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Are you planning to sell your property in France in 2018? There has never been a better time to be buying or selling property in France. The property market in the country has been buoyant ever since Emmanuel Macron was elected as the President of France.
Macron is seen as a business friendly leader. Also, more importantly, he is unlikely to do anything to upset the status quo as his opponent Ms. Marine Le Pen was threatening to. His victory means there is absolutely no risk of France leaving the European Union.
Many foreign investors who were anxious about the outcome of Brexit and worried about other countries leaving the European Union would be heaving a huge sigh of relief at the outcome.
There is hence a tremendous demand for properties in France from cash rich investors from Germany, Ireland and Scandinavia and particularly from fast emerging economies such as China and Russia.
Follow this guide to selling property in France in 2018 to know more about the process.
The very first thing to do when selling your property in France is to hire an overseas property specialist, someone who is adept at interacting and dealing with high net worth investors from countries such as Russia and China, as well as from Germany, Ireland and Scandinavia.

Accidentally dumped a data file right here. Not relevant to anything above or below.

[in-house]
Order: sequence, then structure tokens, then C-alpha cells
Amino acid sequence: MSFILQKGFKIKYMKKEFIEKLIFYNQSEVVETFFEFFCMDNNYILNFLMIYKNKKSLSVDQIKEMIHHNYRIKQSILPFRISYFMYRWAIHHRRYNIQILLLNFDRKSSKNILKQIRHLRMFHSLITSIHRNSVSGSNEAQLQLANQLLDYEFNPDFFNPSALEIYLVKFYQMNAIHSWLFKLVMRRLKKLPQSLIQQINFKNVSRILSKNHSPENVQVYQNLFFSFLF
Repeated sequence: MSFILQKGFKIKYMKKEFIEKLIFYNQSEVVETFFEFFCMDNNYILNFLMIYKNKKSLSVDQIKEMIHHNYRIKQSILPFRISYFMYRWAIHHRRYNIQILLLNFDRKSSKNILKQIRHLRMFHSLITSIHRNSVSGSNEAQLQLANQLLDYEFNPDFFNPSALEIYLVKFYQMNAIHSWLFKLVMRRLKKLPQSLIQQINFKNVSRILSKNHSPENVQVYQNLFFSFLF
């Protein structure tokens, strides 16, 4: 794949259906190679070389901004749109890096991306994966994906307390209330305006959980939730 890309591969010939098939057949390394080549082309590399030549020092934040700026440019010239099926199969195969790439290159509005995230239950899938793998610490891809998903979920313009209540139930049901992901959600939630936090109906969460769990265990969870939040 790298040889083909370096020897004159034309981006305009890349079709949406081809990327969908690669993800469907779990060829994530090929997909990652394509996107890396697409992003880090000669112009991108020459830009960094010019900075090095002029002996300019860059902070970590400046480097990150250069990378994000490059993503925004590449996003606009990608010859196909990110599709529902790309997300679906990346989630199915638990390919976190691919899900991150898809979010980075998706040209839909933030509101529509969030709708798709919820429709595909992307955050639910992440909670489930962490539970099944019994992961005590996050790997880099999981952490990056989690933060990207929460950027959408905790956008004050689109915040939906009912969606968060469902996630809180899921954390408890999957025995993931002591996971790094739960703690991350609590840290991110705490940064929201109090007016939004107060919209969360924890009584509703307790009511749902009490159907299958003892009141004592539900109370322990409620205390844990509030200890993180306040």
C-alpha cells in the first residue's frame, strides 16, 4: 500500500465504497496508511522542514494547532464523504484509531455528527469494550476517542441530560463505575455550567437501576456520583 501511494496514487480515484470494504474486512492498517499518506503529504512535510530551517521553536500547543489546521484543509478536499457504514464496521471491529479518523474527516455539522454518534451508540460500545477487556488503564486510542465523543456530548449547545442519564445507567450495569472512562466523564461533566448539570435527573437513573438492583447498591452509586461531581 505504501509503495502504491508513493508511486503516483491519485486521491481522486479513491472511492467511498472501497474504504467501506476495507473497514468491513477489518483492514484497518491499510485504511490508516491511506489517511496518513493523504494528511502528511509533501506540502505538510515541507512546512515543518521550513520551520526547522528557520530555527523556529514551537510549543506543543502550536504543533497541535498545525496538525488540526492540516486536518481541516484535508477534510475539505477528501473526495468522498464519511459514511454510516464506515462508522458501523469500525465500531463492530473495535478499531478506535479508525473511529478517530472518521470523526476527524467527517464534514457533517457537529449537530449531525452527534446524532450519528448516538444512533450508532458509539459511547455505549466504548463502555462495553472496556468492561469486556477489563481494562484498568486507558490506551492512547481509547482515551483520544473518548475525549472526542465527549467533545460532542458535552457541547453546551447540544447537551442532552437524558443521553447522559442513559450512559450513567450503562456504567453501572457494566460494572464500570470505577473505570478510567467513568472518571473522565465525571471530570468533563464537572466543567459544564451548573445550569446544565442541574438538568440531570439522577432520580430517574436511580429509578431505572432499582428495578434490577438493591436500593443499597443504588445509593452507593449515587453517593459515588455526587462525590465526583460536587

A UK estate agent who specialises in the overseas property market will be skilled at online marketing and will have the benefit of a massive agent network that extends to Asia and across Europe. He will also promote your house, apartment or villa in international property shows where you are more likely to find serious cash buyers.
Next, get your paperwork in order long before the transaction is completed. You will need a Sales Mandate if the property is being sold through a licensed estate agent.
You will need to sign an Agreement of Sale, called as the Compromis de Vente or Promesse de Vente with the buyer. Further, you and the buyer should sign a document called Acte de Vente or Acte Authentique or the Bill of Sale, which deems the property as ready to be sold.
There are certain costs associated with the sale of your property such as the Value Added Tax or VAT, which is called as TVA - Tax sur la Valeur Ajoutée in France). You may be charged a commission of 5% of the sales price by the licensed estate agent operating in France.
Once the offer has been received from the buyer, you will need to visit the notary’s office alongside him and sign the Agreement of Sale under the supervision of the Notary. At this point, you will get a deposit of 10% from the buyer, as advanced payment.
This is followed up by a 1- week cooling off period wherein the buyer has the property examined by a professional property inspector. In case there are no issues found, the transaction goes ahead and the sale is completed. Contact us to know the details on selling your property in France.